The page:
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    'Staff publications' is the digital repository of Wageningen University & Research

    'Staff publications' contains references to publications authored by Wageningen University staff from 1976 onward.

    Publications authored by the staff of the Research Institutes are available from 1995 onwards.

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Record number 561322
Title Reducing nutrient pollution in water systems in China: challenges, trends and solutions
Author(s) Wang, Mengru
Source Wageningen University. Promotor(en): C. Kroeze; L. Ma. - Wageningen : Wageningen University - ISBN 9789463951975 - 254
Department(s) Water Systems and Global Change
Publication type Dissertation, internally prepared
Publication year 2020
Availibility Full text available from 2021-02-12

China has been developing fast over the last decades. Intensive human activities in food production and urbanization have led to increasing nitrogen (N) and phosphorus (P) losses to water systems, causing freshwater and coastal water pollution. Reducing water pollution is important in China, especially given its commitments to the Sustainable Development Goals (SDGs) (e.g., SDGs 6 – “clean water and sanitation” and 14 – “life below water”). Nutrient models have been used to analyze the causes of nutrient pollution in water systems and to explore solutions for China. Existing modeling studies focus on either nutrient flows in human activities (e.g., food production) at administrative (e.g., province, country) scales, or on nutrient fluxes from land to water systems at bio-geophysical scales (e.g., river basins). However, a better understanding of how human activities at the administrative scales affect nutrient fluxes at bio-geophysical scales of water systems is needed for China.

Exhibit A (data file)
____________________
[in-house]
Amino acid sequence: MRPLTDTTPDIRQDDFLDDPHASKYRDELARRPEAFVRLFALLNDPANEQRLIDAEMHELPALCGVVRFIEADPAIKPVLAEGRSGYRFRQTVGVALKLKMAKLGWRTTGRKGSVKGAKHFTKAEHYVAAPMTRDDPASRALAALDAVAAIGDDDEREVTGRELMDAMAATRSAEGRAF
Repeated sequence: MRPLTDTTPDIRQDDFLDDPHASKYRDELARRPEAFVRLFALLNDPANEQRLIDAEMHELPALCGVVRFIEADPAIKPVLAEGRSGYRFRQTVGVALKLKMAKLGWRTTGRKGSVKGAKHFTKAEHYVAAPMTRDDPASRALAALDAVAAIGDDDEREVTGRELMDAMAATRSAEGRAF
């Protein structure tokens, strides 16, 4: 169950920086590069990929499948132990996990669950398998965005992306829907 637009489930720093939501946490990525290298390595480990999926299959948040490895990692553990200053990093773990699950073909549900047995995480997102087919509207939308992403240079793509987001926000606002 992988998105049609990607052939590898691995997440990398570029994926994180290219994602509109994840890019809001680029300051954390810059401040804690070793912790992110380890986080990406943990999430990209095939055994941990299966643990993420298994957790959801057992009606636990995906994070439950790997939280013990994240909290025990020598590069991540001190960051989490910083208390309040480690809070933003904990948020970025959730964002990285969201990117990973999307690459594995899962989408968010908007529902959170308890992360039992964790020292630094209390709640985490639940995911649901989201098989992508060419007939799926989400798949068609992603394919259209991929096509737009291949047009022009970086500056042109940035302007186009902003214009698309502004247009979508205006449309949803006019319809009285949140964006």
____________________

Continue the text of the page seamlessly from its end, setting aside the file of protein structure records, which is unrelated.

Nutrient pollution in water systems may continue to increase in the future because of the expected changes in socio-economic development (e.g., population, economy) in China. Climate change may also influence hydrology (e.g., runoff, river discharges), and thus will influence nutrient transport in water systems (e.g., rivers). However, how socio-economic and climatic changes, together, will affect future nutrient pollution in water systems in China is not well studied. Such analysis can be done by implementing the global Shared Socio-economic Pathways (SSPs) and Representative Concentration Pathways (RCPs) in nutrient models for China. Moreover, many policies in China attempt to reduce future water pollution by nutrients. However, limited insights are available on the effectiveness of these policies for reducing future water pollution by nutrients.

The objective of this PhD thesis is to improve our understanding of nutrient pollution in water systems in China, with a focus on the challenges, trends, and solutions. To this end, I formulated six sub-objectives for my research on nutrient pollution in water systems (sub-objectives 2, 4, and 6) from human activities on land (sub-objectives 1, 3, and 5).

Sub-objectives focusing on the challenges:

  1. To identify hotspots for nutrient losses from food production (Chapter 2)

  2. To compare nutrient loads to Lake Taihu with the critical nutrient loads of the lake (Chapter 3, case study)

Sub-objectives focusing on the trends:

  1. To analyze how socio-economic development affects future nutrient losses from food production (Chapter 4)

  2. To analyze how global change affects future river export of nutrients to seas (Chapter 5)

Sub-objectives focusing on the solutions:

  1. To explore how current and improved nutrient management affects future nutrient losses from food production (Chapter 6)